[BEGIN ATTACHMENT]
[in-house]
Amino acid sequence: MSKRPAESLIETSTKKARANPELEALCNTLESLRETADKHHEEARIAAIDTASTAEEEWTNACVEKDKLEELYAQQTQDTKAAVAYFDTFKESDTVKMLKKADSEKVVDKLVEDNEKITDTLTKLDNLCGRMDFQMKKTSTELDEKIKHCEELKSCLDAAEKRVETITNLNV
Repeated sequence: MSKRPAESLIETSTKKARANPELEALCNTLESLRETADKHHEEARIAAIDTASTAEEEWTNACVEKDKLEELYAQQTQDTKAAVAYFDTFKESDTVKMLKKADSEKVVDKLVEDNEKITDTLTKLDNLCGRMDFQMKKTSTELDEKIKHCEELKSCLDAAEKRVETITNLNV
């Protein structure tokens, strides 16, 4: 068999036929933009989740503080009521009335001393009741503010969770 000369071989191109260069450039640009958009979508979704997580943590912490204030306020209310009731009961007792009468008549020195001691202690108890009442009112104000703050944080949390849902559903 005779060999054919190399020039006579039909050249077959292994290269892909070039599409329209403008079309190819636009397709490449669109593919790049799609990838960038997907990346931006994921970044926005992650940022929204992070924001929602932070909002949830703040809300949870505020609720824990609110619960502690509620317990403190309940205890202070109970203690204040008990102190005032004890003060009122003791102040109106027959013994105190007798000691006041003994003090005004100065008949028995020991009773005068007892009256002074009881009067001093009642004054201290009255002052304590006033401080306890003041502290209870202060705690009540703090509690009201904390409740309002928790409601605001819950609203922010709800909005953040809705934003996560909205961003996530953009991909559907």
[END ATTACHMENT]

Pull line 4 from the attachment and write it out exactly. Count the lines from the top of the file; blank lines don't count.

């Protein structure tokens, strides 16, 4: 068999036929933009989740503080009521009335001393009741503010969770 000369071989191109260069450039640009958009979508979704997580943590912490204030306020209310009731009961007792009468008549020195001691202690108890009442009112104000703050944080949390849902559903 005779060999054919190399020039006579039909050249077959292994290269892909070039599409329209403008079309190819636009397709490449669109593919790049799609990838960038997907990346931006994921970044926005992650940022929204992070924001929602932070909002949830703040809300949870505020609720824990609110619960502690509620317990403190309940205890202070109970203690204040008990102190005032004890003060009122003791102040109106027959013994105190007798000691006041003994003090005004100065008949028995020991009773005068007892009256002074009881009067001093009642004054201290009255002052304590006033401080306890003041502290209870202060705690009540703090509690009201904390409740309002928790409601605001819950609203922010709800909005953040809705934003996560909205961003996530953009991909559907």